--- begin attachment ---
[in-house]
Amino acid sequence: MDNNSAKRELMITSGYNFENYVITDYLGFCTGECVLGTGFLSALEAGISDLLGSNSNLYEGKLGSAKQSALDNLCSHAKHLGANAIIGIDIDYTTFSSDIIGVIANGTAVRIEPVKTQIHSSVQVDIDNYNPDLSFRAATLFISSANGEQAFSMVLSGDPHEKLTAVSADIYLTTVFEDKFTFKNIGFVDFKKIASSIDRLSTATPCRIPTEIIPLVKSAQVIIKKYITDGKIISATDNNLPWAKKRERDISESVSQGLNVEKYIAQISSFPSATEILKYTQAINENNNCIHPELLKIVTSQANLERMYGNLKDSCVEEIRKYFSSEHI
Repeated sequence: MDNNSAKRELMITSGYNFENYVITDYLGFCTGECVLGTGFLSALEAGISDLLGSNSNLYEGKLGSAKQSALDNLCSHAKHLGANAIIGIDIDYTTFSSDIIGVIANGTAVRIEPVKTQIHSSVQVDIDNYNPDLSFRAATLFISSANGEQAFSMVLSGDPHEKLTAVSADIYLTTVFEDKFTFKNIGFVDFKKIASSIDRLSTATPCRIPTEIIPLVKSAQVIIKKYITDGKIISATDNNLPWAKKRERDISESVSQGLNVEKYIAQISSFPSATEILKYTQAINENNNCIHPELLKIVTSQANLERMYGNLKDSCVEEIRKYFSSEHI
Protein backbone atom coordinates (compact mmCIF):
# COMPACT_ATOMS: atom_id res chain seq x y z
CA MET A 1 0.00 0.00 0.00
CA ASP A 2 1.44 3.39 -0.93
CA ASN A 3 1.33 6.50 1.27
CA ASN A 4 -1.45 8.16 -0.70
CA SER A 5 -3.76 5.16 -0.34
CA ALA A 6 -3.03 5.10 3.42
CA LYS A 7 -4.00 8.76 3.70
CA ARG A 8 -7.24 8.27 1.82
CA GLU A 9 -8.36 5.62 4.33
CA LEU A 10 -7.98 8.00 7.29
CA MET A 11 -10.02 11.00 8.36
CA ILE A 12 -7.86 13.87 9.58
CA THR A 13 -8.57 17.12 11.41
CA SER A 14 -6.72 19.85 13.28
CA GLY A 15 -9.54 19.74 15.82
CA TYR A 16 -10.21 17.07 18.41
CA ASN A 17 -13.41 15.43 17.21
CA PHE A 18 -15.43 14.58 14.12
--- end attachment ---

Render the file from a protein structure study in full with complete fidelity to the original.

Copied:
[in-house]
Amino acid sequence: MDNNSAKRELMITSGYNFENYVITDYLGFCTGECVLGTGFLSALEAGISDLLGSNSNLYEGKLGSAKQSALDNLCSHAKHLGANAIIGIDIDYTTFSSDIIGVIANGTAVRIEPVKTQIHSSVQVDIDNYNPDLSFRAATLFISSANGEQAFSMVLSGDPHEKLTAVSADIYLTTVFEDKFTFKNIGFVDFKKIASSIDRLSTATPCRIPTEIIPLVKSAQVIIKKYITDGKIISATDNNLPWAKKRERDISESVSQGLNVEKYIAQISSFPSATEILKYTQAINENNNCIHPELLKIVTSQANLERMYGNLKDSCVEEIRKYFSSEHI
Repeated sequence: MDNNSAKRELMITSGYNFENYVITDYLGFCTGECVLGTGFLSALEAGISDLLGSNSNLYEGKLGSAKQSALDNLCSHAKHLGANAIIGIDIDYTTFSSDIIGVIANGTAVRIEPVKTQIHSSVQVDIDNYNPDLSFRAATLFISSANGEQAFSMVLSGDPHEKLTAVSADIYLTTVFEDKFTFKNIGFVDFKKIASSIDRLSTATPCRIPTEIIPLVKSAQVIIKKYITDGKIISATDNNLPWAKKRERDISESVSQGLNVEKYIAQISSFPSATEILKYTQAINENNNCIHPELLKIVTSQANLERMYGNLKDSCVEEIRKYFSSEHI
Protein backbone atom coordinates (compact mmCIF):
# COMPACT_ATOMS: atom_id res chain seq x y z
CA MET A 1 0.00 0.00 0.00
CA ASP A 2 1.44 3.39 -0.93
CA ASN A 3 1.33 6.50 1.27
CA ASN A 4 -1.45 8.16 -0.70
CA SER A 5 -3.76 5.16 -0.34
CA ALA A 6 -3.03 5.10 3.42
CA LYS A 7 -4.00 8.76 3.70
CA ARG A 8 -7.24 8.27 1.82
CA GLU A 9 -8.36 5.62 4.33
CA LEU A 10 -7.98 8.00 7.29
CA MET A 11 -10.02 11.00 8.36
CA ILE A 12 -7.86 13.87 9.58
CA THR A 13 -8.57 17.12 11.41
CA SER A 14 -6.72 19.85 13.28
CA GLY A 15 -9.54 19.74 15.82
CA TYR A 16 -10.21 17.07 18.41
CA ASN A 17 -13.41 15.43 17.21
CA PHE A 18 -15.43 14.58 14.12